Pierre Bourjo, had recently accepted a new project for to create an interactive 3D model. The idea for Ford’s new engine prototype seemed simple enough – tap and zoom in with your fingers to see details from all angles of an object suspended in space. And then you find out there are no blueprints, no references, but the only physical prototype in North America was somewhere in Dallas for show. To somehow bring back all the details, Pierre figured photogrammetry was the solution. Simply put photogrammetry is a process of creating a digital model from hundreds of photographs.
When Arash arrived, the engine was under a tent on grass. He had a couple of hours to shoot before the fair began, keeping in mind all the supporting plates Pierre will require to build the animation. Arash said, “The engine was on a podium that didn’t spin. So this meant that we had to mark our distances and shoot around it in 360….It was a challenging shoot as technically I had to do my best to be perfect, but the engine was crooked (as it was sitting on grass), the wind was crazy high and kept ripping up the background paper and knocking it down. It was so hot and humid even this Middle Eastern boy had to take a water break between each set of images. [Finally] Got all the images in the bag, just in time for the fair to open.”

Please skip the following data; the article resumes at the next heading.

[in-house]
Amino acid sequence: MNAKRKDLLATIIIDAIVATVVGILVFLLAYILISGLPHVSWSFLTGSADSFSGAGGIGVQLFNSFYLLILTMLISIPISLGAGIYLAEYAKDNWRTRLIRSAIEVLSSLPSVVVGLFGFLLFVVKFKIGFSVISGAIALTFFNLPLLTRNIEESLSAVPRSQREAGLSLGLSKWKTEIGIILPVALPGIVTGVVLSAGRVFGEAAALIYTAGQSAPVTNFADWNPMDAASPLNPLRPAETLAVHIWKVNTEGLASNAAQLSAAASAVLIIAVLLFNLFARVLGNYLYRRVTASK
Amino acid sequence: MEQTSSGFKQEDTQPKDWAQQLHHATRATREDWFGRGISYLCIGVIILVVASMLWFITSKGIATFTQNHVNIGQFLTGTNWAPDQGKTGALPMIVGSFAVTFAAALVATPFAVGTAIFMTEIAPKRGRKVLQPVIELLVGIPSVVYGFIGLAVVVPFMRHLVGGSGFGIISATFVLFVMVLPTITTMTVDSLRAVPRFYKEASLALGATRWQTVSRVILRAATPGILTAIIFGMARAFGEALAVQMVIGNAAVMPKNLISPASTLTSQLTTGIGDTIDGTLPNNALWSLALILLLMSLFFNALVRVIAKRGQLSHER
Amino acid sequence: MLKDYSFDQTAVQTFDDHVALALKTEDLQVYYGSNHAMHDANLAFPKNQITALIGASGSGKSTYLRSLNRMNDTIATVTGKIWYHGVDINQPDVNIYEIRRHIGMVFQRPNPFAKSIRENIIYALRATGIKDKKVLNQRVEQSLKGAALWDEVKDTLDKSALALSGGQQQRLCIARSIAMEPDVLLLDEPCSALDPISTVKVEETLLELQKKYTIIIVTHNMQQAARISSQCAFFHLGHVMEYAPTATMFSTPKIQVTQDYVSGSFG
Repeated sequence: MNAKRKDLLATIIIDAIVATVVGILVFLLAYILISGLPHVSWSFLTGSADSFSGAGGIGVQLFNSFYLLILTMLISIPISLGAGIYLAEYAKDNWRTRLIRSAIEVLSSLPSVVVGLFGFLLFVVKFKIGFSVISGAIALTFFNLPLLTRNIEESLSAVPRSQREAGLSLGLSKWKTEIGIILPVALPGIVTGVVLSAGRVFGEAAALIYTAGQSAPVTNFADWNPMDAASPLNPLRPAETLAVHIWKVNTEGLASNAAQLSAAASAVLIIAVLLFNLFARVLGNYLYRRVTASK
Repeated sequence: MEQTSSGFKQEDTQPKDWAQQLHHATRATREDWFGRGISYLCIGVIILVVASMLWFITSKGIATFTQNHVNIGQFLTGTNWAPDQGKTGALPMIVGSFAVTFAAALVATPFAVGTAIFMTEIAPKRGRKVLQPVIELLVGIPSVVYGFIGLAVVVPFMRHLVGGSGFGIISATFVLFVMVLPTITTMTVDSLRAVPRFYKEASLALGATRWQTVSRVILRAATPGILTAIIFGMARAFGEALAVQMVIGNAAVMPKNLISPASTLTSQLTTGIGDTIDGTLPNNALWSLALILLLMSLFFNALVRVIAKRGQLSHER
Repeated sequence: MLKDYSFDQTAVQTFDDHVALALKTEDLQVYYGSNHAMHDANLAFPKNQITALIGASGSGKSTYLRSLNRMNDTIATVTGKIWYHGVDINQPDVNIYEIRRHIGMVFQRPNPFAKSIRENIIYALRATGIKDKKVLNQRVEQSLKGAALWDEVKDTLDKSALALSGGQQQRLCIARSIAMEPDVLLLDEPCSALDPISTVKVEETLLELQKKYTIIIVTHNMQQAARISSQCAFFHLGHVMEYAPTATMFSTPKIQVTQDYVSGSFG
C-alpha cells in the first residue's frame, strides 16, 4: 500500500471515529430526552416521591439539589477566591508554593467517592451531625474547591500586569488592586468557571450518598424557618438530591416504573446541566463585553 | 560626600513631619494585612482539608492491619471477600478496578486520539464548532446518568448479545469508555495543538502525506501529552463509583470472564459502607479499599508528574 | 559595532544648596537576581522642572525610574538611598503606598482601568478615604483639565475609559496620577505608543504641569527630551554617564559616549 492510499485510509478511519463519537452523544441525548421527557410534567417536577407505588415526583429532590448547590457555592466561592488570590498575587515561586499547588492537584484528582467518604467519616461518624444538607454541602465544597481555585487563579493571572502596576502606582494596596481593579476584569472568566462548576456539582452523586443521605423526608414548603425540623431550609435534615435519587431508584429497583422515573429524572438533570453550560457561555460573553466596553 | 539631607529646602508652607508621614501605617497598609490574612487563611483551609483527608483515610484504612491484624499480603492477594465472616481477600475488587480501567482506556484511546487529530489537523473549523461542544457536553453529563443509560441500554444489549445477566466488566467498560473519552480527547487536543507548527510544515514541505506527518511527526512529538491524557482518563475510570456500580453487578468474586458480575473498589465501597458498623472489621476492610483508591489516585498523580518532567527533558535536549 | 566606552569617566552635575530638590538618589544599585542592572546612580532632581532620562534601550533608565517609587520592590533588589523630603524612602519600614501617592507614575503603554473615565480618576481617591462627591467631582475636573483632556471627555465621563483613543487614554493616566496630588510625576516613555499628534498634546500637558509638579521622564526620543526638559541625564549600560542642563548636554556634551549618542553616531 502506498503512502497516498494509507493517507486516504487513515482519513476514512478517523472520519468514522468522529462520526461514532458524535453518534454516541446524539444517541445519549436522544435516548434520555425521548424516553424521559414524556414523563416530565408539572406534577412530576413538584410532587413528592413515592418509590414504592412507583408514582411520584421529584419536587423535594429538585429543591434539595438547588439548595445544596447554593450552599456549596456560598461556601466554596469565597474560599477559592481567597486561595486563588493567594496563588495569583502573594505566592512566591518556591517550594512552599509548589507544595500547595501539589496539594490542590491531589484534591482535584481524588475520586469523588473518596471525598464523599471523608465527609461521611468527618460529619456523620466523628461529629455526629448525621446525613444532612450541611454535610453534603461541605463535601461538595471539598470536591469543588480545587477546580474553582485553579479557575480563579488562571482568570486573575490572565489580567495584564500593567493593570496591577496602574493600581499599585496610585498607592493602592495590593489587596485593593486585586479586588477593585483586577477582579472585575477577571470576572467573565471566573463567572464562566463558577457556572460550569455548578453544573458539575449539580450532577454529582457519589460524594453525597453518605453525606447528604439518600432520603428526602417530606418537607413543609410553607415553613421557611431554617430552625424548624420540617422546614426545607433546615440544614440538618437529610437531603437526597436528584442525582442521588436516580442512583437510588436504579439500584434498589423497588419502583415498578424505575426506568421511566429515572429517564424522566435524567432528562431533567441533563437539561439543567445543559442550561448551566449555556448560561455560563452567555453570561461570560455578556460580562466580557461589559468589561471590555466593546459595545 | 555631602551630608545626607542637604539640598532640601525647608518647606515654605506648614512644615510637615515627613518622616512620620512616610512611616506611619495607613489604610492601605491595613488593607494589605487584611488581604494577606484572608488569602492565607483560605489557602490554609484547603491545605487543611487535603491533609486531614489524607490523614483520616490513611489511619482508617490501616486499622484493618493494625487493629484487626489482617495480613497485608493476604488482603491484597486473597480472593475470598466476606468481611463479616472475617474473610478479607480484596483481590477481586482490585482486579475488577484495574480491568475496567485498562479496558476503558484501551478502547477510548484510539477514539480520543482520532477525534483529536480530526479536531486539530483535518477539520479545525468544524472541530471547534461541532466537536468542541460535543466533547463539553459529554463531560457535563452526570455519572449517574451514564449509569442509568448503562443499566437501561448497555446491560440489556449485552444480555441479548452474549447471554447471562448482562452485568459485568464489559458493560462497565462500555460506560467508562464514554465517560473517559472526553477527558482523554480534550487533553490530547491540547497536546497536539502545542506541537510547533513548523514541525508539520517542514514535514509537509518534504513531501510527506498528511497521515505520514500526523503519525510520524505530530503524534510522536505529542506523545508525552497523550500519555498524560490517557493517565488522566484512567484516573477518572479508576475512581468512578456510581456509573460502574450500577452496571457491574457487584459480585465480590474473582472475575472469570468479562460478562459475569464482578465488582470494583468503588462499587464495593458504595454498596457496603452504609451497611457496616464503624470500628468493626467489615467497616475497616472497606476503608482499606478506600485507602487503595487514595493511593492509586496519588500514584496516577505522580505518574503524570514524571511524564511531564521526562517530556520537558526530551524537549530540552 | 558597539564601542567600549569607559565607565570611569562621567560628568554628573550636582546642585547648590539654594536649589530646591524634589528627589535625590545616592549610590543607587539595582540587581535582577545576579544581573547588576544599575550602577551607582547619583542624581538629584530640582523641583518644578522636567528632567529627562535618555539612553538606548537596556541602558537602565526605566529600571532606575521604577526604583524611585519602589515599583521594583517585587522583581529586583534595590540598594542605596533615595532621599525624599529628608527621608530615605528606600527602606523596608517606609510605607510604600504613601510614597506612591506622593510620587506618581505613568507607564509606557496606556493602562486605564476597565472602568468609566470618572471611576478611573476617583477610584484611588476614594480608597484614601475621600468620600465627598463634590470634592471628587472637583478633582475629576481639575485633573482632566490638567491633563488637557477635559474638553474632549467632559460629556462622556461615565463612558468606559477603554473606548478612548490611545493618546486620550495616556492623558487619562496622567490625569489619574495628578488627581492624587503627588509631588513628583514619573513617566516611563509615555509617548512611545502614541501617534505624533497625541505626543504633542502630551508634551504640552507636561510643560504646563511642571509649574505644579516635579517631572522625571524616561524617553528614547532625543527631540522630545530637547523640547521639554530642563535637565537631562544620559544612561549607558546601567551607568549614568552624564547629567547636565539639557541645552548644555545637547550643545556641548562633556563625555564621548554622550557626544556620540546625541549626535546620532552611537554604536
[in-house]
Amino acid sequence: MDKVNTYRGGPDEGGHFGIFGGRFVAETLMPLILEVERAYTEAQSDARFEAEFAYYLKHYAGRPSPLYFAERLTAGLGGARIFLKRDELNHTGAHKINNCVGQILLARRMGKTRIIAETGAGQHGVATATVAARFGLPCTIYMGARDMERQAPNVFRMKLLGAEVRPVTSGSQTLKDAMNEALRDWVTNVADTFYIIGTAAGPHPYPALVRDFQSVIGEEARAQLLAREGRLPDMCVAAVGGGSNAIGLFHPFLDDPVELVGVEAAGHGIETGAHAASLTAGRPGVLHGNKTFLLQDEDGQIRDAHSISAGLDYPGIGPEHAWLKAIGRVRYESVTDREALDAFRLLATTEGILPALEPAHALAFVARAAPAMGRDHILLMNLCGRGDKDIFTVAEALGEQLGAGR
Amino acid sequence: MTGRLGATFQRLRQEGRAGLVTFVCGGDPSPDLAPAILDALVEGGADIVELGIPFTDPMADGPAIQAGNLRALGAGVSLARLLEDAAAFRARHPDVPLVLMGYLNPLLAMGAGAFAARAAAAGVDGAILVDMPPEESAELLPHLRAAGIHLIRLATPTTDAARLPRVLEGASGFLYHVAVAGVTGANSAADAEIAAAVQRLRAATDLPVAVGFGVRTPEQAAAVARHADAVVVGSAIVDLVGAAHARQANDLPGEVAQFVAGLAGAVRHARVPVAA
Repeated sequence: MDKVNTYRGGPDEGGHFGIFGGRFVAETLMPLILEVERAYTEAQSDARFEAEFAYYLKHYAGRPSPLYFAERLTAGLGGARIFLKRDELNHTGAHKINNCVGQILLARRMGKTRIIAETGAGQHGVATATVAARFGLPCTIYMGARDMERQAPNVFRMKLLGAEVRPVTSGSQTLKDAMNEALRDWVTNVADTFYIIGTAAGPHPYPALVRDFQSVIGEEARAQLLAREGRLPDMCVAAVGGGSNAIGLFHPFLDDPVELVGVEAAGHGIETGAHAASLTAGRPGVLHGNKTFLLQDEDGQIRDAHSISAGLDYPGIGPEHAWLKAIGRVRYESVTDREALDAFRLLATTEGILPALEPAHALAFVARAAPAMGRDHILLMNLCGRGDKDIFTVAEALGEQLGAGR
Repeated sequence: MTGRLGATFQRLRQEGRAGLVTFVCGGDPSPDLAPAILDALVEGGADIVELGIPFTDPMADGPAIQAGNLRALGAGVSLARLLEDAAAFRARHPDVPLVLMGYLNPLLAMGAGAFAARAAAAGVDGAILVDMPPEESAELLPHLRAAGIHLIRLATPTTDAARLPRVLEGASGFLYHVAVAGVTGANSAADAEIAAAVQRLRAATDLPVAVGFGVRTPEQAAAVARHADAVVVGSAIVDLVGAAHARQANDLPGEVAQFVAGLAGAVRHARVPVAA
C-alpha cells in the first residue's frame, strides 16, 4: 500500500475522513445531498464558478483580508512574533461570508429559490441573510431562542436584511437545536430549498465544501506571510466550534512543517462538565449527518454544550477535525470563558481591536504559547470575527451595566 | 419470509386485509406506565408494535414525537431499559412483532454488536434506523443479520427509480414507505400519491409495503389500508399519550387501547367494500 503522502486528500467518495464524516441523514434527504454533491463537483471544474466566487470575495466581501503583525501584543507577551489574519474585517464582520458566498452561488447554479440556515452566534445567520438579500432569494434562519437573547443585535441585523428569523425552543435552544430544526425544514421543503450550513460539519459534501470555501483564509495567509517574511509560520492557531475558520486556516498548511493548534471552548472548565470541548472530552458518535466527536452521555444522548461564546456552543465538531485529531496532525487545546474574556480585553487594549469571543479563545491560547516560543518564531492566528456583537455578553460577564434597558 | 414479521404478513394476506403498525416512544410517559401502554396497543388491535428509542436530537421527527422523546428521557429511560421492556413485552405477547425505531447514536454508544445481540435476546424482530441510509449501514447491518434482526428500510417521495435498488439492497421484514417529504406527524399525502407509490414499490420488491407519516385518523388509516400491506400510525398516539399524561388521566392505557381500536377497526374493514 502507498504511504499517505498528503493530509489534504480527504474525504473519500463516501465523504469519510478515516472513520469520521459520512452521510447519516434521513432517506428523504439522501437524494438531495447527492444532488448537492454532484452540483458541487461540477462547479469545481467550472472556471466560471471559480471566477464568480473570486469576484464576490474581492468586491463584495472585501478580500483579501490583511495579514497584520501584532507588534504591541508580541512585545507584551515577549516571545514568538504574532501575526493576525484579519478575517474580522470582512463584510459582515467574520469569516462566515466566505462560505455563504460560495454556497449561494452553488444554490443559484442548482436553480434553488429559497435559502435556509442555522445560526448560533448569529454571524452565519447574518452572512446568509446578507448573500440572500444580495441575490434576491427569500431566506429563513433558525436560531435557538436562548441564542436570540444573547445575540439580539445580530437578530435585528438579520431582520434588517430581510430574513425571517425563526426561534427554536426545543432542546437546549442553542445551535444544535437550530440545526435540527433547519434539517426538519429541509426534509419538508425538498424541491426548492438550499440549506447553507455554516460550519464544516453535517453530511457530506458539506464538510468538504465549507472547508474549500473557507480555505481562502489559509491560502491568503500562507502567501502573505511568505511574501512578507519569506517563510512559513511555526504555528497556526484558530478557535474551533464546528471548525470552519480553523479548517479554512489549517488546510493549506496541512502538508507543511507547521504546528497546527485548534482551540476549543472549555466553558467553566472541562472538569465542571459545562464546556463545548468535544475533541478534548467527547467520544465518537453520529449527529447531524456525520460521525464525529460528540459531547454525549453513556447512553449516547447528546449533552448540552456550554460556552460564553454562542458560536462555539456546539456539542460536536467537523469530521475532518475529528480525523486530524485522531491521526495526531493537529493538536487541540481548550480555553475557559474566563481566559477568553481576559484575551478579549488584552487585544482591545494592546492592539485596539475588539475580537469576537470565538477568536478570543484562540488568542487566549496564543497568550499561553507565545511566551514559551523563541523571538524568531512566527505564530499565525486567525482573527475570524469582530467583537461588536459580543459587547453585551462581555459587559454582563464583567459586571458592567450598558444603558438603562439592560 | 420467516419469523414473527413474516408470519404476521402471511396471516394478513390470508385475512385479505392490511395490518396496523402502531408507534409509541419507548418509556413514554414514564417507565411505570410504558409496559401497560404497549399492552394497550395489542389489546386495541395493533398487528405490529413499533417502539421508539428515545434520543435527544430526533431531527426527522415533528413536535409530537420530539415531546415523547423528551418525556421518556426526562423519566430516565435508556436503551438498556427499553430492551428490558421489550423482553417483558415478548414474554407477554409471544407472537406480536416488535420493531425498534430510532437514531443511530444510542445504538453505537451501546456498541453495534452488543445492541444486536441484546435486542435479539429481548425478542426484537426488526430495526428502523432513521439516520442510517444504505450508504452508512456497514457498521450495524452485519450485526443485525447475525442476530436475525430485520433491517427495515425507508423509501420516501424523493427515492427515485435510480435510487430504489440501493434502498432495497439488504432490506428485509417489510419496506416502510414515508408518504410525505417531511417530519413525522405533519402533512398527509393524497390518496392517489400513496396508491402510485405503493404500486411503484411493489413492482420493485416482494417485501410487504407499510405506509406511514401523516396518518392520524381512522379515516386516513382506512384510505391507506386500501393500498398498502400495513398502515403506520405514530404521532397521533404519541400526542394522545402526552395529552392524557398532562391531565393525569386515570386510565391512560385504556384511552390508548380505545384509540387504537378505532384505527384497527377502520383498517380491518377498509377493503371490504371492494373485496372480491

The solution of photogrammetry was a little risky – would any parts be missing or incomplete? There was no opportunity to reshoot. Armed with tons of visual references, Pierre started to build. To produce a fully controllable model with fleshed out details, he created some sculpts but also entirely recreated all details, so it was clear and precise when viewed at various angles, or zoomed in.
He says, “In the span of a few weeks, I processed the base shape of the 3D engine from the photographs, modelled additional parts by hand and fine tuned the textures to ensure everything was optimized for real time interaction. The client was able to carefully inspect the 3D model onscreen throughout the process and I made the necessary changes to reflect the product accurately.
Over 1 million polygons later and after perfecting the high resolution texture maps, the result is one of the most detailed interactive model we have seen of its kind. Just a perfect engine in space. It’s always rewarding to push new technology to its limits with a successful outcome!”